This video features an in-depth analysis of the first half of 2021, reviewing general themes from the second quarter and…

Two charts showing private equity exit activity. Chart subtitle: PE exits and exits via IPO have increased meaningfully YTD. First chart description: Left y-axis for columns shows PE exits by billions of dollars, ranging from $0-450. X-axis shows years 2011-H1 2021. Right y-axis for line shows exit count ranging from 0-1400. 2021 so far has had 676 exits at a value of $356 billion, on pace to beat the records of 1328 exits in 2015 and $421 billion in exit value in 2018. Second chart description: Stacked column chart showing percentage of exits by type from 2011 through H1 2021. At bottom of each column, corporate acquisition, middle category is public listing, and top of column is sponsor acquisition. 2021 has seen a significant increase in public listings so far. Note: Latest available 3Q20 Federal Debt as % of GDP used as proxy for 4Q20 Federal Debt as % of GDP. Chart source: PitchBook; U.S. data as of June 30, 2021.


PE Tapping Public Market Strength

Private equity exits are set to break record numbers in 2021. In 2020, there were 947 exits worth $367 billion,…


Welcome Back…to the Grind

Uncertainty lingers in the office sector against a backdrop of extended office closures across the U.S. Average occupancy rates have…

Line chart showing lumber price level in teal. Chart subtitle: Lumber prices have sharply corrected from the early May peak. Chart description: Y-axis shows USD per Thousand Board Feet, a range of $0-$1,800. X-axis shows time, from July 2017 to present, in increments of two months. Up to about August 2020, prices hovered between $300 and $700, but increased dramatically through last autumn and into 2021. Prices peaked in May at over $1600 but have since corrected to about $790. Chart source: Bloomberg as of July 2, 2021.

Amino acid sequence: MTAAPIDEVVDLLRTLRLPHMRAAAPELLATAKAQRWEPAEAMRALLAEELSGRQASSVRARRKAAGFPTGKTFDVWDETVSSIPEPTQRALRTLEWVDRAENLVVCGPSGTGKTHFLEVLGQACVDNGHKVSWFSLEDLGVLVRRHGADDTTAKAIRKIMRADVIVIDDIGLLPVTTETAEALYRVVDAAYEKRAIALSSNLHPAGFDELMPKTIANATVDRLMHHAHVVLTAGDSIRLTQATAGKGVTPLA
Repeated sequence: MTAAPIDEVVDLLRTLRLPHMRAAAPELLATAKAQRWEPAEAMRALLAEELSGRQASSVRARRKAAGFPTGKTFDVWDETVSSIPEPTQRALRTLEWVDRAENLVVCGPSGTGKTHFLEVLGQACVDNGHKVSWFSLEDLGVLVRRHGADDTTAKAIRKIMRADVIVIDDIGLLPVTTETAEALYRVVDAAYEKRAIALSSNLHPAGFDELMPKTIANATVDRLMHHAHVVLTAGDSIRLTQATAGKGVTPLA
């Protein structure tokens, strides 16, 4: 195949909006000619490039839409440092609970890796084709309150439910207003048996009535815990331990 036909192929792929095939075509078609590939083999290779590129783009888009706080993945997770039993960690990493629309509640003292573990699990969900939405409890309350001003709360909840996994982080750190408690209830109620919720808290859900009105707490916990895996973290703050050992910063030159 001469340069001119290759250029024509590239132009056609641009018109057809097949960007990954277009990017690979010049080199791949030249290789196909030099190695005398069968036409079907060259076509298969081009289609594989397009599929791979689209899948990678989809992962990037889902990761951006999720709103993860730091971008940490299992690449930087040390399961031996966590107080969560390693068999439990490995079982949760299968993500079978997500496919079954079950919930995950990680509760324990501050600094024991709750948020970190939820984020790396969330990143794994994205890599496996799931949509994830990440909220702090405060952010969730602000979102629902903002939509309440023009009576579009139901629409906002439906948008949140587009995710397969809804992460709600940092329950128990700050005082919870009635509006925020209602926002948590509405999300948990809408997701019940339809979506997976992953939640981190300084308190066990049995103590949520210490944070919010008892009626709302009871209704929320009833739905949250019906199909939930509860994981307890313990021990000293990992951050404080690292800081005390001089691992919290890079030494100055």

The Lumber Experience

“The lumber experience,” as coined by Federal Reserve Chair Jerome Powell, has become the poster child for transient inflation. After…

More articles

Subscribe to Research Email Alerts

Research Email Alert Subscription

Research alerts keep you updated on our latest research publications. Simply enter your contact information, choose the research alerts you would like to receive and click Subscribe. Alerts will be sent as research is published.

We respect your privacy. We will never share or sell your information.

Thank You

We appreciate your interest in Marquette Associates.

If you have questions or need further information, please contact us directly and we will respond to your inquiry within 24 hours.

Contact Us >